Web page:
Big tech companies rule the cloud gaming space, but smaller enterprises are dipping their toes into this relatively new market as well. A French startup with a bright idea has developed streaming service Shadow to compete with the likes of Google, Sony, and Microsoft. While it’ll take a lot to overthrow these giants, Shadow has one ace in the hole, and it’s an inventive one.
Companies these days are spreading the gospel of cloud gaming, but most gamers aren’t convinced just yet. The idea is alluring: games are running in a data center and can be streamed to any screen without the need to purchase separate hardware. This new venture comes with new problems, like input lag – the time it takes for a player to press a button and see the resulting action on the screen. And what about game ownership once you cancel a subscription? It’s a murky market right now, one that even Google hasn’t cracked fully yet going by the silence surrounding Stadia, the game streaming service that launched late last year.
Shadow offers an interesting alternative. With this service, you don’t get access to a selection of games, but an entire game PC running Windows 10. You don’t actually receive the physical hardware. Instead, the PC is situated in a location chosen by Shadow and you just merely get to control it remotely. You can do everything you would normally do on a personal computer: edit video or audio, watch clips of cats on YouTube, or install the Epic Games Store. Shadow won’t judge and actually can’t judge: the encrypted connection between your device of choice and the Shadow PC ensures that what you do remains a private matter.
Shadow promises a modern game PC that can be streamed to pretty much every device that came out in the last decade. As long as your Windows, macOS or Ubuntu PC has an ancient dual-core processor with 2 GB of work memory and 8 GB disk space, you’re set. Tablets and smartphones need at least Android 5.0 Lollipop or iOS 11.0. Of course, a more modern device is always better.
While your system of choice can theoretically be a device from 2009, your internet connection has to be more modern than that. For an optimal experience, Shadow recommends a stable connection that downloads 35 megabit per second. If your internet connection isn’t up to those standards, you could use an H.265 codec on a PC not older than five years. In that case, 15 megabit per second should suffice. Wired internet is, of course, a huge plus. With a 4G connection, you’re also set, but the average data bundle will last you only minutes, figuratively speaking, when using Shadow. With an optimal connection, you can reach a quality of 144 frames per second in Full HD or 60 fps in 4K.
If you’re salivating at those numbers, hold your horses. Our system came with an Intel Xeon 2667 processor and Nvidia Quadro P5000, roughly comparable to an Intel Core i7-4930K and Nvidia GeForce GTX 1080, with added 12 GB of random access memory and 255 GB of storage. In other words: a Shadow PC is a high quality, modern game PC, but taxing games like Assassin’s Creed Odyssey won’t run in 4K and 60 fps. Having a 144Hz screen is nice and all, but we didn’t manage to run Counter-Strike: Global Offensive in 144 fps, even on its lowest settings.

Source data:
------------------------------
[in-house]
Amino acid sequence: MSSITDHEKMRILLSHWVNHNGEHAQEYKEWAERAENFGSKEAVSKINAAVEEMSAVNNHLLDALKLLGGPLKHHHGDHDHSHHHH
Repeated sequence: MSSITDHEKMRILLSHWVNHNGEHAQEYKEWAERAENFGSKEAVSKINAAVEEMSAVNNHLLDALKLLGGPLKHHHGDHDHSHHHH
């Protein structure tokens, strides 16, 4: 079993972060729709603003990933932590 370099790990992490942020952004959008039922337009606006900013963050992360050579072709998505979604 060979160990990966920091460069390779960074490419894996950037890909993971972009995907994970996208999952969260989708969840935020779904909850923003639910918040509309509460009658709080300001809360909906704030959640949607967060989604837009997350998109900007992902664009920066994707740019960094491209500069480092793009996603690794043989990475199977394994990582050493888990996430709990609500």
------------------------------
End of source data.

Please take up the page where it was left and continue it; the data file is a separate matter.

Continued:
All marketing fluff aside, when judging the Shadow PC for what it does, we’re pretty impressed. Of course, the difference between Shadow and our high-end gaming PC is significant enough. The high resolution of the streaming service isn’t as sharp, the sound not as clear, the high refresh rate not as fluent and the response of our inputs not as snappy as the real deal. We also noticed a subtle but irritating delay in sound. Some game genres suffer more from this delay than others, and it differs per game and session. In Civilization 6 we hardly noticed it and in CS: GO it’s only noticeable when paying attention. In PlayerUnknown’s Battlegrounds, however, it caused a great deal of auditory confusion.
But the simple use of the Shadow-application makes it very easy to switch between your PC and the cloud. Devices like microphones require some extra tinkering to make them work, but overall everything is plug-and-play. The concept has taken huge leaps in the past five years, compared to the slow control of the mouse and the aggressive compression of games we experienced when using OnLive. Despite their flaws, services like Shadow can offer a tempting alternative for gamers that don’t want to spend money every few years for the latest hardware.
On the subject of money, there are multiple subscriptions to choose from on the Shadow website. If you want to pay once a month, you can choose between paying $14.99, $29.99 or $49.99 a month. The cheapest option simulates a GTX 1080 GPU and lets you play in Full HD, while the other two options simulate an RTX 2080 and Titan RTX respectively, both good for 4K gaming with ray tracing. By signing up for a year, you can save up to $10 a month.
We hope Shadow becomes a huge success. The concept of a streaming service that offers you a powerful game pc is enticing. You can play all the games that come out and you don’t lose those games when you end the subscription. As far as we’re concerned, the freedom that comes with this is a great alternative to the more restricted experiences the competition offers. The current price model, however, makes it tempting to save up the money and buy an actual system every three years instead. Hopefully, with more success come cheaper options to try out the service. The potential is there.
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